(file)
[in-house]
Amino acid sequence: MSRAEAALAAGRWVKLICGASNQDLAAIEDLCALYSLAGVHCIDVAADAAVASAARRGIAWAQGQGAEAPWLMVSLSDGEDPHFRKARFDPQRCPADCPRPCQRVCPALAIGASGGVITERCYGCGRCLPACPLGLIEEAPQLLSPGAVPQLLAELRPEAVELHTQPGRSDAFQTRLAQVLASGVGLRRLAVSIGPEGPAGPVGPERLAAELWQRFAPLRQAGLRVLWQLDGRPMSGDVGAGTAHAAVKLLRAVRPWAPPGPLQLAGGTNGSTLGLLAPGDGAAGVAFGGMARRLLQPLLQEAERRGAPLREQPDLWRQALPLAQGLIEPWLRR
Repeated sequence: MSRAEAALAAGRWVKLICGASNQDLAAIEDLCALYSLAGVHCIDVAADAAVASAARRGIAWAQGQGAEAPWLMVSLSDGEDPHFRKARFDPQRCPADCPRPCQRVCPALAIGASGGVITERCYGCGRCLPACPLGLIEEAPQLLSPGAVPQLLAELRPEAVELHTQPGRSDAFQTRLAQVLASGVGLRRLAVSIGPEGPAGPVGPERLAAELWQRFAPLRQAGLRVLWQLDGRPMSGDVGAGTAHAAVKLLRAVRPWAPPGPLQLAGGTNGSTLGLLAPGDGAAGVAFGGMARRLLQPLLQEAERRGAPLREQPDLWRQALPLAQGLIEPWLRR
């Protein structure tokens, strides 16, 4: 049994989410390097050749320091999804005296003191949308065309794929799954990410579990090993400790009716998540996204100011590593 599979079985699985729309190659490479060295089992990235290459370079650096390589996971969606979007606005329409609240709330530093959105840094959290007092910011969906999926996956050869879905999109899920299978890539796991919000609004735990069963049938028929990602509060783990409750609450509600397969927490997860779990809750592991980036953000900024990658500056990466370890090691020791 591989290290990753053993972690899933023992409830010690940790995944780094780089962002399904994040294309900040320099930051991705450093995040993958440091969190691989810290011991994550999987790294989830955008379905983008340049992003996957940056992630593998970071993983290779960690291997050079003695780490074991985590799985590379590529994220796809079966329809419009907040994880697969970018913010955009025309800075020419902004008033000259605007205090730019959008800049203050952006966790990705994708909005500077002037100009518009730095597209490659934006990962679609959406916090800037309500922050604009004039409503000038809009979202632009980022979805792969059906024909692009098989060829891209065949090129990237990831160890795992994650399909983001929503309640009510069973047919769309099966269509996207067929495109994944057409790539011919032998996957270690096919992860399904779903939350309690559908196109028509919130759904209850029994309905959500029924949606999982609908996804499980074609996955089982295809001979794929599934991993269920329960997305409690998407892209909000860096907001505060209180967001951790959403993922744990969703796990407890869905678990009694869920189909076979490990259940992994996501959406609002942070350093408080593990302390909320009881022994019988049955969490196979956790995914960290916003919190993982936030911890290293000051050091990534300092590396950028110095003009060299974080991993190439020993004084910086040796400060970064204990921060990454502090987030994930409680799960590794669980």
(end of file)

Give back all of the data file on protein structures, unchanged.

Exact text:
[in-house]
Amino acid sequence: MSRAEAALAAGRWVKLICGASNQDLAAIEDLCALYSLAGVHCIDVAADAAVASAARRGIAWAQGQGAEAPWLMVSLSDGEDPHFRKARFDPQRCPADCPRPCQRVCPALAIGASGGVITERCYGCGRCLPACPLGLIEEAPQLLSPGAVPQLLAELRPEAVELHTQPGRSDAFQTRLAQVLASGVGLRRLAVSIGPEGPAGPVGPERLAAELWQRFAPLRQAGLRVLWQLDGRPMSGDVGAGTAHAAVKLLRAVRPWAPPGPLQLAGGTNGSTLGLLAPGDGAAGVAFGGMARRLLQPLLQEAERRGAPLREQPDLWRQALPLAQGLIEPWLRR
Repeated sequence: MSRAEAALAAGRWVKLICGASNQDLAAIEDLCALYSLAGVHCIDVAADAAVASAARRGIAWAQGQGAEAPWLMVSLSDGEDPHFRKARFDPQRCPADCPRPCQRVCPALAIGASGGVITERCYGCGRCLPACPLGLIEEAPQLLSPGAVPQLLAELRPEAVELHTQPGRSDAFQTRLAQVLASGVGLRRLAVSIGPEGPAGPVGPERLAAELWQRFAPLRQAGLRVLWQLDGRPMSGDVGAGTAHAAVKLLRAVRPWAPPGPLQLAGGTNGSTLGLLAPGDGAAGVAFGGMARRLLQPLLQEAERRGAPLREQPDLWRQALPLAQGLIEPWLRR
């Protein structure tokens, strides 16, 4: 049994989410390097050749320091999804005296003191949308065309794929799954990410579990090993400790009716998540996204100011590593 599979079985699985729309190659490479060295089992990235290459370079650096390589996971969606979007606005329409609240709330530093959105840094959290007092910011969906999926996956050869879905999109899920299978890539796991919000609004735990069963049938028929990602509060783990409750609450509600397969927490997860779990809750592991980036953000900024990658500056990466370890090691020791 591989290290990753053993972690899933023992409830010690940790995944780094780089962002399904994040294309900040320099930051991705450093995040993958440091969190691989810290011991994550999987790294989830955008379905983008340049992003996957940056992630593998970071993983290779960690291997050079003695780490074991985590799985590379590529994220796809079966329809419009907040994880697969970018913010955009025309800075020419902004008033000259605007205090730019959008800049203050952006966790990705994708909005500077002037100009518009730095597209490659934006990962679609959406916090800037309500922050604009004039409503000038809009979202632009980022979805792969059906024909692009098989060829891209065949090129990237990831160890795992994650399909983001929503309640009510069973047919769309099966269509996207067929495109994944057409790539011919032998996957270690096919992860399904779903939350309690559908196109028509919130759904209850029994309905959500029924949606999982609908996804499980074609996955089982295809001979794929599934991993269920329960997305409690998407892209909000860096907001505060209180967001951790959403993922744990969703796990407890869905678990009694869920189909076979490990259940992994996501959406609002942070350093408080593990302390909320009881022994019988049955969490196979956790995914960290916003919190993982936030911890290293000051050091990534300092590396950028110095003009060299974080991993190439020993004084910086040796400060970064204990921060990454502090987030994930409680799960590794669980």